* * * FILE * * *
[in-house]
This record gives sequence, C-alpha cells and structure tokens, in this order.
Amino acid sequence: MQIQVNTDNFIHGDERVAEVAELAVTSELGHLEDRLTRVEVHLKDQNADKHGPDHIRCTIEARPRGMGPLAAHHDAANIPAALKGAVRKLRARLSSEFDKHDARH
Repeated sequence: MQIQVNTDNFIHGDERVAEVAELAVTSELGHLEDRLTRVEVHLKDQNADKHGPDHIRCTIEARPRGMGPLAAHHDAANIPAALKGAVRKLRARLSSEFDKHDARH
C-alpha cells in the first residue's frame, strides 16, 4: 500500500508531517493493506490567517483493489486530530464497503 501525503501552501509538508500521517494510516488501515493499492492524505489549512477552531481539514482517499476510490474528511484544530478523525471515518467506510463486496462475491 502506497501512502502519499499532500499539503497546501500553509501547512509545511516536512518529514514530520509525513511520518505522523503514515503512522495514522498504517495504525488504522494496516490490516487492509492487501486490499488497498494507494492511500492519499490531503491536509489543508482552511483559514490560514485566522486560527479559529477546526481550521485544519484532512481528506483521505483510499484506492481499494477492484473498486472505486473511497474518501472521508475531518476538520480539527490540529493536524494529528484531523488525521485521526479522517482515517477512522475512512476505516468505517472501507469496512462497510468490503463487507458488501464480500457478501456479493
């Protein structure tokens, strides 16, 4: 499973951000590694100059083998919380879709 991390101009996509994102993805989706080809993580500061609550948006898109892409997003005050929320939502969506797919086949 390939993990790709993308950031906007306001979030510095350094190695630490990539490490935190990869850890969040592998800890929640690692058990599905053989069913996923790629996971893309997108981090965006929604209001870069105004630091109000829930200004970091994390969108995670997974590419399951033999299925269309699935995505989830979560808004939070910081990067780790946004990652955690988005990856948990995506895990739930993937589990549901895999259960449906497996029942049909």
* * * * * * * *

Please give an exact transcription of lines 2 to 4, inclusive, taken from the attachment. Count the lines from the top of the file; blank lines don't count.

This record gives sequence, C-alpha cells and structure tokens, in this order.
Amino acid sequence: MQIQVNTDNFIHGDERVAEVAELAVTSELGHLEDRLTRVEVHLKDQNADKHGPDHIRCTIEARPRGMGPLAAHHDAANIPAALKGAVRKLRARLSSEFDKHDARH
Repeated sequence: MQIQVNTDNFIHGDERVAEVAELAVTSELGHLEDRLTRVEVHLKDQNADKHGPDHIRCTIEARPRGMGPLAAHHDAANIPAALKGAVRKLRARLSSEFDKHDARH